Salt+Pepper to taste

2 Tbs balsamic vinegar

2 cans vegetable broth

2 Tbs butter or olive oil (I just toss the whole stick of butter in there  >.>   )

1 lb ground beef (I used 3, but I was in a meaty meaty mood)


Wilt chopped onion and garlic in butter until translucent.

Add in remaining ingredients except for balsamic vinegar and meats (if desired), and bring to simmer.

Simmer for at least 1 hr.

Puree or blend the sauce as smooth as you like. Add in the vinegar and browned meat.

Serve as you would a typical pasta sauce. (It makes a wonderful lasagna layer)

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Potato Soup – Preamble to chapter one

Chapter one opens with soups. After a run through of kitchen tools from the basic through the single task gadgets which are very good at what they do, but take up a lot of space we don’t all have.

I may be jumping ahead of myself, attempting what should be my first official post ahead of schedule and with less finesse, but it’s downright murky today.

It’s been raining since 3am, TheFiance is yet again in Germany for who knows how long exactly, and it’s just the perfect day for warm comfort food. Which brings us to the first soup in the book. Potato.

The recipe notes at the start that using whichever veggies in whichever proportions you like best will work just fine. Potato and leek / potato, turnip, carrot, onion /  most any combination of potato, leek or onion, and other root veggies you have handy, any fresh herbs, kale, spinach, watercress, or bacon to stir in at the end. I’ve stuck with her listed ingredients of potato, onion, and salt. I did swap the water for some veggie broth since the cans were taking up space and it just adds a level of yum to the end.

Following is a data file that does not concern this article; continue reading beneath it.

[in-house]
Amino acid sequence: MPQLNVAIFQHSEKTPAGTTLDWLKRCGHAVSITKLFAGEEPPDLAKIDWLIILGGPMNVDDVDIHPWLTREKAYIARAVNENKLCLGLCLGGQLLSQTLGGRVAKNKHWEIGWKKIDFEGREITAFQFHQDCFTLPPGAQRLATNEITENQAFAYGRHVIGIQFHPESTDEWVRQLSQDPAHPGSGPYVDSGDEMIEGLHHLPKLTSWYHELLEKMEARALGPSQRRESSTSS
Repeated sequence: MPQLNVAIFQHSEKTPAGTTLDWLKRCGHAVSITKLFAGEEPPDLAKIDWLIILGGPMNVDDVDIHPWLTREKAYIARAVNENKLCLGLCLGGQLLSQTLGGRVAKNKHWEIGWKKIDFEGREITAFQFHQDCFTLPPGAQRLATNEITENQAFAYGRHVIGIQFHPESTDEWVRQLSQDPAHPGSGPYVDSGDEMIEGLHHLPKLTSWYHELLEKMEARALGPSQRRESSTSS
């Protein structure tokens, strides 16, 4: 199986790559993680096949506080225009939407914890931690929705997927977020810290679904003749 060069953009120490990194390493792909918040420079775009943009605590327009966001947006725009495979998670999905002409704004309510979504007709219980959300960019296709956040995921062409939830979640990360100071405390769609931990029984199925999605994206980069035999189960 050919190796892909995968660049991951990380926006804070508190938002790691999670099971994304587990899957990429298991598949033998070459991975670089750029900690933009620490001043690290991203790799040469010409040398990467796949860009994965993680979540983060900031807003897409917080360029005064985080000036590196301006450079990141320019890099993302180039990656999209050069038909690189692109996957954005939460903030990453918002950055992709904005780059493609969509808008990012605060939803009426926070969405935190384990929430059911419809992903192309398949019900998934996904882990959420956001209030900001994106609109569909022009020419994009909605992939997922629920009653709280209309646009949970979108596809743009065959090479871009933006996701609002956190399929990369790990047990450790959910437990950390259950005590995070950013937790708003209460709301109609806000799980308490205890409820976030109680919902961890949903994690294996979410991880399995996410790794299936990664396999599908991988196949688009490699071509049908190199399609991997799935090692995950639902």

About equal parts potato and onion. Salt to taste (I used a skimpy tablespoon).


Potato and onion, peeled and chopped.

Small even pieces will cook through faster and if they’re close to the same size in about the same time.

Cover with broth, or water. (Water really does work just fine. I’ve planned a broth section but today was not the day.)


Cover with a lid, but not completely, and bring to a healthy simmer. The bubbles should be lively, but not rolling bits around.


Simmer until all the potato bits are soft enough to mash easily.


Then mash. At this point, the soup is essentially done. After mashing and tasting then adding salt, pepper, your favorite herb, a handful of kale, whatever makes you happiest to have in your potato soup it’s ready to eat!


If you’re feeling oddly nesty, and extra grumpy because your snuggles are half a world away you can whip out a food mill which hasn’t done anything since you stopped making baby food, and whirl it all into a smooth creamy dream.


Then heat it back up to stir in a swirl of heavy cream.


If you happen to have crusty rolls >.>


Grab one. Trust me on this.

Slice the top off. Always face the blade away from your body, and pay attention to where your fingers are!


I like to brace it in a soup bowl just to be sure it doesn’t try to skitter off.  =P

Then scoop out the middle. Feel free to toast the middles bits.


Save the middle bits for dipping. It’s wonderful.


Then curl up on the couch with a book thick enough to last several hours and only move to take random pictures of tiny drenched spiders hiding in agave plants.


No one will judge you for using the middle bits and top to eat 2 whole bowls of soup even if you go back for thirds to finish the rest of the bread with.

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Test Recipe (learning to post) – Roasted red pepper “1pot” pasta

This post has been flittering around Tumblr like mad lately. Which, double checking it now, they’ve noticed too. Hooray!

And it sounds super tasty!

It’s only flaw is all those tomatoes.